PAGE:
As an ongoing La Niña weather pattern inundated nearly 300 kilometres of Australia’s East Coast to cause record flooding and kill more than 20 people, this is “the right time to talk about climate change,” the Sydney Morning Herald stated, in an editorial criticizing the government’s inaction.
The devastating flooding demonstrated the “dire consequences of climate change,” wrote SMH Editor Bevan Shields, “but Australia’s response is still far too feeble.”
“While the Coalition government took an important step before the recent Glasgow Summit by adopting a target of zero net emissions by 2050, it is still lukewarm, at best, in its efforts to cut emissions.”
The storms began in Gympie, Queensland, on February 22 and passed through several coastal towns before dumping 80% of annual rainfall levels on the city of Brisbane. Queensland Premier Annastacia Palaszczuk described the event as a “rain bomb,” reported The Washington Post.
The floods devastated local communities as homes succumbed to the rising waters. Residents with boats stepped up to help neighbours trapped in homes as authorities were overwhelmed by the scale of rescue operations. Locals said the weather event was unlike any they had experienced before.
“In Lismore, we do floods. This is not a flood, it’s a catastrophe,” incoming New South Wales Greens upper house member and Lismore resident Sue Higginson told The Guardian. “This is climate change. My friends are now risking their lives, they’re going from roof to roof and they’re picking up traumatized, screaming people. There’s just not enough boats.”
Roughly 40,000 people live in the catchment area around Lismore.
La Niña weather patterns originate from cyclical changes in the Pacific Ocean to cause cool, wet weather in northern and eastern Australia and dry conditions in the country’s southwest. Meteorologists say this season’s extreme rainfall levels have been caused by torrents on a pool of cold air at high altitudes that destabilized the atmosphere, and by a zone of high pressure near New Zealand that stalled the high-pressure storm system to linger in place and prolong the unsettled conditions in Australia.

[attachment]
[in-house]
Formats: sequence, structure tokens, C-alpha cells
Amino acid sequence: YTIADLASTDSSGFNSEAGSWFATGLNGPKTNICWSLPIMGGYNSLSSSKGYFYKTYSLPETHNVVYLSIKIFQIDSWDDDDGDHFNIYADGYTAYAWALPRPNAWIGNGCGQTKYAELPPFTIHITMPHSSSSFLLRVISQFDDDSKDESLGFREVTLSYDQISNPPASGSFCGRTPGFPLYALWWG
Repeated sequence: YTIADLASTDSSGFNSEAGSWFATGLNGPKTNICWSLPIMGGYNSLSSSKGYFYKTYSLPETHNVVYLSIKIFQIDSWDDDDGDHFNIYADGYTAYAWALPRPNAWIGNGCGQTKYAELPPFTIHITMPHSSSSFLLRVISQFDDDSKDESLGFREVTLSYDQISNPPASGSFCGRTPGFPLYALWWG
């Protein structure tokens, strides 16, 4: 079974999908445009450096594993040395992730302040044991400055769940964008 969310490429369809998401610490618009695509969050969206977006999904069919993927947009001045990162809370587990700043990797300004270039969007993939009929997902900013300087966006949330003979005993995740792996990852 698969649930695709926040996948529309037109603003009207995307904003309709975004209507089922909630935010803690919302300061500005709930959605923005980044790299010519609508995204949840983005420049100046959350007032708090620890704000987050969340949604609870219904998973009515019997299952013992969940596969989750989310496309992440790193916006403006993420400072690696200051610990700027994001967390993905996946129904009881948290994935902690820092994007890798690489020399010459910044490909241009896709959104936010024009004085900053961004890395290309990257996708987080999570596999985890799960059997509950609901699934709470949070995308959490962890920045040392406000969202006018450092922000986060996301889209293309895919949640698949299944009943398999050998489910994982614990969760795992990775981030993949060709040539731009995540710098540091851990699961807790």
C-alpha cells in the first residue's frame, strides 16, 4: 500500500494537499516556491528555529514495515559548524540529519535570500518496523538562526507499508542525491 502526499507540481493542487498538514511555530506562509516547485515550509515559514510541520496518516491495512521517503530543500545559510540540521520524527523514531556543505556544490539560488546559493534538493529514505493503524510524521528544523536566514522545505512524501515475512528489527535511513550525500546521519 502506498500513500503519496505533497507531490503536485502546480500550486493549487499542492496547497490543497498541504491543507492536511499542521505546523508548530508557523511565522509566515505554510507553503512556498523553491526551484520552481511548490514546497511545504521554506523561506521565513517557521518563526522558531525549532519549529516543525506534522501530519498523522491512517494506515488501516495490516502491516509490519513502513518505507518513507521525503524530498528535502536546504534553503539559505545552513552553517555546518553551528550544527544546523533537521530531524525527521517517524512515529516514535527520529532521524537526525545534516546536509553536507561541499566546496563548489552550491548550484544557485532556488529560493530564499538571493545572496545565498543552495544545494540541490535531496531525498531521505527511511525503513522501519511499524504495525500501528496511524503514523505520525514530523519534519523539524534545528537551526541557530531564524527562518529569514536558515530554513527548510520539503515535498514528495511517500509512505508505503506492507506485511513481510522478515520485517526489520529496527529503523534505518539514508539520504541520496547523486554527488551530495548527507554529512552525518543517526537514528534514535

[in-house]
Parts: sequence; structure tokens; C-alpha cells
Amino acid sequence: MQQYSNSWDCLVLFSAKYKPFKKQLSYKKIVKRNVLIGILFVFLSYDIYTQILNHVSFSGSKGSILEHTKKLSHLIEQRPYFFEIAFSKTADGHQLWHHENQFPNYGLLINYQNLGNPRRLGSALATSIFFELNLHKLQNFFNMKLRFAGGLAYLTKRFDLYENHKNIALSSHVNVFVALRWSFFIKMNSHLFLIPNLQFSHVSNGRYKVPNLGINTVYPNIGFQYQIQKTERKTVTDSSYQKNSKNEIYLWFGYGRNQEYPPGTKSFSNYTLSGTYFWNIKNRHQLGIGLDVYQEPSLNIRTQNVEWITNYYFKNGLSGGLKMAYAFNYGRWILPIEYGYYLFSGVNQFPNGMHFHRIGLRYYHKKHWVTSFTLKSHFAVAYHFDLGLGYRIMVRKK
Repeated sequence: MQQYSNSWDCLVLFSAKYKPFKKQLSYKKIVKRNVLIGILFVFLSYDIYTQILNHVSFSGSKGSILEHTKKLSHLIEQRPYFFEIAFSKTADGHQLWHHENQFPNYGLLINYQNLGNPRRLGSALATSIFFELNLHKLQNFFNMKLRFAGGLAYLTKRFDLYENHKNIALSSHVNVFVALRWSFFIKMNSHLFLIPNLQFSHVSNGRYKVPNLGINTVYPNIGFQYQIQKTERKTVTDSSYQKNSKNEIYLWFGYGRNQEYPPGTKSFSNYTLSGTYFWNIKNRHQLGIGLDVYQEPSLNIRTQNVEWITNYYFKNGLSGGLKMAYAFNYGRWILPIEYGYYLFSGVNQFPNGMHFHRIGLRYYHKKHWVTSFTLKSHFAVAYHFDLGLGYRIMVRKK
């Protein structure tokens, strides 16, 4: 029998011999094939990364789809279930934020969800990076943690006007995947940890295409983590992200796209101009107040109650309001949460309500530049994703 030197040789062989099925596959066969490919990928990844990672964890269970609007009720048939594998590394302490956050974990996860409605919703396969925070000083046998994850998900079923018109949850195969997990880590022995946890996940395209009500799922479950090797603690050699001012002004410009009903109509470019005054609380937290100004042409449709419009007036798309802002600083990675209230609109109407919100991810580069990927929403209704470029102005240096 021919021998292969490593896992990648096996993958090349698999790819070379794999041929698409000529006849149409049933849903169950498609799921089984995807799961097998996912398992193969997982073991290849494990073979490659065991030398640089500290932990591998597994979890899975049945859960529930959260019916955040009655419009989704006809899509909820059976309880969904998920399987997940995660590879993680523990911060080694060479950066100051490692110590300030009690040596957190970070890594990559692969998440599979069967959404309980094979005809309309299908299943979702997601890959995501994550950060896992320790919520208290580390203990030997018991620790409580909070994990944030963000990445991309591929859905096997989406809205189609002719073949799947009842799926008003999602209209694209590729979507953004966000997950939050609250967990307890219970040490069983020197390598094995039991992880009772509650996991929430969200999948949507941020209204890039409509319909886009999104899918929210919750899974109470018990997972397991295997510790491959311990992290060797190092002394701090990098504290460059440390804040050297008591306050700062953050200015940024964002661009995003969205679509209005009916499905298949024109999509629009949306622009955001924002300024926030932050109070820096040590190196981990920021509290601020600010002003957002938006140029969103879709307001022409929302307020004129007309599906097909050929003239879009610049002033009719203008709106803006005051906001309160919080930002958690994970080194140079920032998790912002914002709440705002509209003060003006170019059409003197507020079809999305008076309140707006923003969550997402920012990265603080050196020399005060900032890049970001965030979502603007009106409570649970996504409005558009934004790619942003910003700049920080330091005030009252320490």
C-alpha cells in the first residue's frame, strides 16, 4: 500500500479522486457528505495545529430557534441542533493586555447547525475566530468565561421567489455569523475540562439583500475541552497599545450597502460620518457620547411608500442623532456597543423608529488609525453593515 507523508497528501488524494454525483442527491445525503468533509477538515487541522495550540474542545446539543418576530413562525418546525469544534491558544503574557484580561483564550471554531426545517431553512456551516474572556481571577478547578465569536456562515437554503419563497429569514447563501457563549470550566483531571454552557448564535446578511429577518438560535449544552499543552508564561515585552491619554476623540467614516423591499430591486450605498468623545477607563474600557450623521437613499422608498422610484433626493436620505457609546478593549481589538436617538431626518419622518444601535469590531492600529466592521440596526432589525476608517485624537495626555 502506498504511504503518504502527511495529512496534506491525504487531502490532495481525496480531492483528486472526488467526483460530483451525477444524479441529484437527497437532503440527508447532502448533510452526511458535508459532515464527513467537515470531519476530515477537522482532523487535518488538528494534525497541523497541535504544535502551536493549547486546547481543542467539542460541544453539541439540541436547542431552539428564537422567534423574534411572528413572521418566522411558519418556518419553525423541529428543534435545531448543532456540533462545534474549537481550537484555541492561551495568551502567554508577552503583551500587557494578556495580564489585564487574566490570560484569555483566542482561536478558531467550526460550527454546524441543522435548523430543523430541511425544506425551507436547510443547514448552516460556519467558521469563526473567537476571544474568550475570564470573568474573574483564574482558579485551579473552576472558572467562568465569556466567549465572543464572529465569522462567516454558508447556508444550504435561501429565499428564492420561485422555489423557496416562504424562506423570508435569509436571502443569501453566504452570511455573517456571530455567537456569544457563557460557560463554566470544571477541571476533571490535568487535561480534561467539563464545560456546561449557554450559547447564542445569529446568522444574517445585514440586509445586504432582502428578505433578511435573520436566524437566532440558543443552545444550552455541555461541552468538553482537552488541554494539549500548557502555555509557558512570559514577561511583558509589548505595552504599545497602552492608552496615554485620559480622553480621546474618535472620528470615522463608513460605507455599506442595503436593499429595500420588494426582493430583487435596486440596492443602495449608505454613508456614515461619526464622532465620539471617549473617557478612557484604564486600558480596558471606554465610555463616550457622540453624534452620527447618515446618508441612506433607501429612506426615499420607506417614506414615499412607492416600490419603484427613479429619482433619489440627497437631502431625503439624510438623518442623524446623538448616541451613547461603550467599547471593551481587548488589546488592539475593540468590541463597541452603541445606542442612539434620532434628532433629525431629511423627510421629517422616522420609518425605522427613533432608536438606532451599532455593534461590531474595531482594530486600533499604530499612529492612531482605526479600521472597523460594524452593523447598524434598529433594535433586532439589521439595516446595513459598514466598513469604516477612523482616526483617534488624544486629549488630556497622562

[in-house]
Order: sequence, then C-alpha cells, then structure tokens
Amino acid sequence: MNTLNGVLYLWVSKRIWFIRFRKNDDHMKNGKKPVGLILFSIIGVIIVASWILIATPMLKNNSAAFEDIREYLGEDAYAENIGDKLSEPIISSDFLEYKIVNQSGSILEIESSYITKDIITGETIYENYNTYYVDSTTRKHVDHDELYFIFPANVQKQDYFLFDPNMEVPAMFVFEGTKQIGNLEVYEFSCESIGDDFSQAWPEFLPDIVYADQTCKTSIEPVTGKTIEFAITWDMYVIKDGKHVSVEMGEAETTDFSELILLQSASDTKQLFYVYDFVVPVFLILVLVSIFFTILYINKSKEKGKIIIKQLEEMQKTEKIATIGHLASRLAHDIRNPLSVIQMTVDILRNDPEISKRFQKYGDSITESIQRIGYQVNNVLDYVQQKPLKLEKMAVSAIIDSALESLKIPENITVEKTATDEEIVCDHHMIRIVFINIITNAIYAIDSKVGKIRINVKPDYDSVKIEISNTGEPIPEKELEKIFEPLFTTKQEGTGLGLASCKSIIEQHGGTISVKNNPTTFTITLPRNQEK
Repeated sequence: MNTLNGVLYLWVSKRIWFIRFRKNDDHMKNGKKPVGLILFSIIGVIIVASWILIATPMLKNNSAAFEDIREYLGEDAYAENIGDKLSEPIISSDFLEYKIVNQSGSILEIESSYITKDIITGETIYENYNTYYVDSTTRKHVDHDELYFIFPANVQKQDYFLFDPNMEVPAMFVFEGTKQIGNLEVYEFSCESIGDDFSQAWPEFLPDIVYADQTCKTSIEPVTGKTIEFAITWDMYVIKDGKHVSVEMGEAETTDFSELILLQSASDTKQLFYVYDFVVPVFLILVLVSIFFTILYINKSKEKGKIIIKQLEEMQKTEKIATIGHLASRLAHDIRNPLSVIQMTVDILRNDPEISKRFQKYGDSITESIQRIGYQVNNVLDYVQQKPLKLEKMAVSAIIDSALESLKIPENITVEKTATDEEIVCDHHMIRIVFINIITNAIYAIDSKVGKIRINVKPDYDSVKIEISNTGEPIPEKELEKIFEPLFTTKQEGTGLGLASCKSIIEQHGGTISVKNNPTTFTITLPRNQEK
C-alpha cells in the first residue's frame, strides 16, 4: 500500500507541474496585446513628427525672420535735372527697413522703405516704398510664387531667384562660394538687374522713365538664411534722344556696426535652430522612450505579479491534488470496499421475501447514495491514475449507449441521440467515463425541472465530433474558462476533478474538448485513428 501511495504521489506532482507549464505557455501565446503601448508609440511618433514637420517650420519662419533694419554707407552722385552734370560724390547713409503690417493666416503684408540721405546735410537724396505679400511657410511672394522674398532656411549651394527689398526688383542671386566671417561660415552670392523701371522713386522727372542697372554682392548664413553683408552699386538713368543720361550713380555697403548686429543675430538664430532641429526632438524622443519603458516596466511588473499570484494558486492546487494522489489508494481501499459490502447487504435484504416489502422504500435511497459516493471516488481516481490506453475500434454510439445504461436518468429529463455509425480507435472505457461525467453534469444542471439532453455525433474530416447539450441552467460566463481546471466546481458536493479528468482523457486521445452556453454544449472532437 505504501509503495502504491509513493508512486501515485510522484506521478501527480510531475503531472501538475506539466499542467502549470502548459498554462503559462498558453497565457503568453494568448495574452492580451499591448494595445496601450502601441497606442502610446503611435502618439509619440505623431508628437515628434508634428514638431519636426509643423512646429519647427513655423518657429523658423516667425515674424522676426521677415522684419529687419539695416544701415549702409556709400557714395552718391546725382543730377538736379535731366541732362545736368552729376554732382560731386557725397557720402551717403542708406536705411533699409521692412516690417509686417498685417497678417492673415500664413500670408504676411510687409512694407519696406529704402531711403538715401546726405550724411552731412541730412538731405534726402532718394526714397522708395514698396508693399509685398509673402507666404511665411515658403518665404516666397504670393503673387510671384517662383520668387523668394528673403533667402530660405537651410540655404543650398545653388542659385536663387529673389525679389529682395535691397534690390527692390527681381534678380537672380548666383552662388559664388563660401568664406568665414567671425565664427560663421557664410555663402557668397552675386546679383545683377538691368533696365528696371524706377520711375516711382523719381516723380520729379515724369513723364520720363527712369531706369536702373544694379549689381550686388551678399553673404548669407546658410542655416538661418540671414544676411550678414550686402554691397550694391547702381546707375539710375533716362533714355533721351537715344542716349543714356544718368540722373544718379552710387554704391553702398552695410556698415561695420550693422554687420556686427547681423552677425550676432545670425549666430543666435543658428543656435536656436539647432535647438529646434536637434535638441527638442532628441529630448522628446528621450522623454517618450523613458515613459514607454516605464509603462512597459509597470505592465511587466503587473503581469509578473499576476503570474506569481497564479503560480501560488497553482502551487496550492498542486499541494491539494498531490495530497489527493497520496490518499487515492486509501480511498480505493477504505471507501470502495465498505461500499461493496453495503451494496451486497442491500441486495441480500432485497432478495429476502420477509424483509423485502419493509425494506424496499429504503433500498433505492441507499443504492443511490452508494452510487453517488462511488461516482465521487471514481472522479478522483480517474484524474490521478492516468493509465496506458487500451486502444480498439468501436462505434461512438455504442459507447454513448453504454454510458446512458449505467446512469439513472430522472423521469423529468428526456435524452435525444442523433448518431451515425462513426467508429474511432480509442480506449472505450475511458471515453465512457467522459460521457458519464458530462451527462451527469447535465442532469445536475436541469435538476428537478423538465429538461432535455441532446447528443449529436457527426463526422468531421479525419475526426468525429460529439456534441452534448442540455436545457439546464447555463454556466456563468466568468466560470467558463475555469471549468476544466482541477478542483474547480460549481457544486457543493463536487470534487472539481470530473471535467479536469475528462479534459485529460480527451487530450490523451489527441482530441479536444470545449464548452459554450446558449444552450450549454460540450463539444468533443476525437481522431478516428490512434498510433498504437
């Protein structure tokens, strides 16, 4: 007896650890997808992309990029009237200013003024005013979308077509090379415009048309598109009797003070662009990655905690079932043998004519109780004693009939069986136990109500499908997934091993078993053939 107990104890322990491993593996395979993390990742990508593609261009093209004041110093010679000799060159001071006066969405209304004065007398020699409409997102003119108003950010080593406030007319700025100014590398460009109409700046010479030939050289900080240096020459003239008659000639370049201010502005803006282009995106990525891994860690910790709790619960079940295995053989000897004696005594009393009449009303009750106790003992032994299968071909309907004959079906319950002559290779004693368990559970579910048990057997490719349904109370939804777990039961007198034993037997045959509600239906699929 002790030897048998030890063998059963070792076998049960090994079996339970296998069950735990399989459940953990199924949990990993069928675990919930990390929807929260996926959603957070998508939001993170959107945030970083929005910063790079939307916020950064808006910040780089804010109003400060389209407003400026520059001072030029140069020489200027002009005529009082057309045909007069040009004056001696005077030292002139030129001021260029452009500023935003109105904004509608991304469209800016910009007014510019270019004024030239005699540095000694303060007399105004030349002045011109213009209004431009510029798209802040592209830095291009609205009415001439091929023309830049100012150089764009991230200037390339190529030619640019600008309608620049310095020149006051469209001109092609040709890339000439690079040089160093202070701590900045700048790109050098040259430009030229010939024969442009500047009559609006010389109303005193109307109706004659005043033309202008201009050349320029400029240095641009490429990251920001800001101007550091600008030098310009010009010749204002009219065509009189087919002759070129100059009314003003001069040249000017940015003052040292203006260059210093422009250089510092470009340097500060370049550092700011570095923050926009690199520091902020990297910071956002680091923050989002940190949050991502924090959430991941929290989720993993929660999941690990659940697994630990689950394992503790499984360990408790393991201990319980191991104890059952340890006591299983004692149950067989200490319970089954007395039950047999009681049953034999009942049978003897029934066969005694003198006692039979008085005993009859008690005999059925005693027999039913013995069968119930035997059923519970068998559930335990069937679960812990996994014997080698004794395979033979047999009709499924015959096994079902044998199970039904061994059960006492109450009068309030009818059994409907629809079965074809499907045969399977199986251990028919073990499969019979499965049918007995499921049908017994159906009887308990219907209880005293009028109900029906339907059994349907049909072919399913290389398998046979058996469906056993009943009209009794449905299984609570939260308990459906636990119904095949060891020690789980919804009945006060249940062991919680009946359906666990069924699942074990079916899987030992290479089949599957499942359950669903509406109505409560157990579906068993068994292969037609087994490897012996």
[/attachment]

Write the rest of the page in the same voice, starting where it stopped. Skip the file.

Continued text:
“The excessive and, in some cases, record-setting rainfall is the type of event that is expected to become more frequent in a warming climate,” the Post said, adding that the Intergovernmental Panel on Climate Change expects heavy precipitation events to increase in the coming decades as atmospheric temperatures rise.
Australia has experienced many natural disasters in recent years, but has not been proactive about pursuing policies to combat climate change, Shields wrote, adding that “rather than taking the lead in cutting emissions, the government too often sides with the fossil fuel lobby.”
Emergency Management Minister Bridget McKenzie has agreed that climate change brings “intense and irregular events,” and yet she is a key supporter of the NSW coal industry, Shields added. “Her government is still not taking all the steps needed to avoid the worrying predictions of the IPCC’s report.”
The editorial framed that as a missed opportunity. “Australia’s resources of wind and solar put it in an ideal position to reduce the role of coal and gas in its power grid, unlike Europe which is desperately trying to end its dependence on imported Russian gas,” Shields wrote. But “alongside faster reductions in emissions, Australia must better prepare for the inevitable natural disasters that lie ahead.”